It’s Black Friday, but for us, it’s the annual Black Hole Friday! Today, we’ll post awesome images and information about black holes.

A black hole is a place in space where gravity pulls so much that even light cannot get out. The gravity is so strong because matter has been squeezed into a tiny space…sort of like all of those shoppers trying to fit into the department stores today.

Because no light can get out, you can’t see black holes with the naked eye. Space telescopes with special tools  help find black holes (sort of how those websites help you find shopping deals).

How big are black holes? Black holes can be large or small…just like the lines in all of the stores today. Scientists think the smallest black holes are as small as just one atom. These black holes are very tiny but have the mass of a large mountain! 

So how do black holes form? Scientists think the smallest black holes formed when the universe began. Stellar black holes are made when the center of a very big star collapses. When this happens, it causes a supernova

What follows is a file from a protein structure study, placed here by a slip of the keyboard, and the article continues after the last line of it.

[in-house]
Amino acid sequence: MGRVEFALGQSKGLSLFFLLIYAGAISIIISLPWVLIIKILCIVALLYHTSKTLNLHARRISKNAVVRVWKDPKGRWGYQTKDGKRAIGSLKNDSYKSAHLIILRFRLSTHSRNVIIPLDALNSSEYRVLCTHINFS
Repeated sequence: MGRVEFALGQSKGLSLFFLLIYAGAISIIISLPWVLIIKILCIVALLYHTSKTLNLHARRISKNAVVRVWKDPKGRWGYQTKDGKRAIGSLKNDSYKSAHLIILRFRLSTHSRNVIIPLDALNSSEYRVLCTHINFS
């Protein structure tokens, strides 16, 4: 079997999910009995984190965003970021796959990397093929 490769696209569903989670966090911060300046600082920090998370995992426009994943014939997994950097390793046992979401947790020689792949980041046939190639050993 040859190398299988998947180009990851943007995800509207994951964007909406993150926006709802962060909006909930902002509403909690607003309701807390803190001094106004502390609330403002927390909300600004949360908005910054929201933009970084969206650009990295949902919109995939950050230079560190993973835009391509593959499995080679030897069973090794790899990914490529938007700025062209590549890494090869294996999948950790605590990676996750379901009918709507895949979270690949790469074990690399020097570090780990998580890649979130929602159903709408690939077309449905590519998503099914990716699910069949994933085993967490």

A supernova is an exploding star that blasts part of its mass into space. 

Supermassive black holes are an altogether different story. Scientists think they were made at the same time as the galaxy they in they reside. Supermassive black holes, with their immense gravitational pull, are notoriously good at clearing out their immediate surroundings by eating nearby objects. When a star passes within a certain distance of a black hole, the stellar material gets stretched and compressed – or “spaghettified” – as the black hole swallows it. A black hole destroying a star, an event astronomers call “stellar tidal disruption,” releases an enormous amount of energy, brightening the surroundings in an event called a flare. In recent years, a few dozen such flares have been discovered.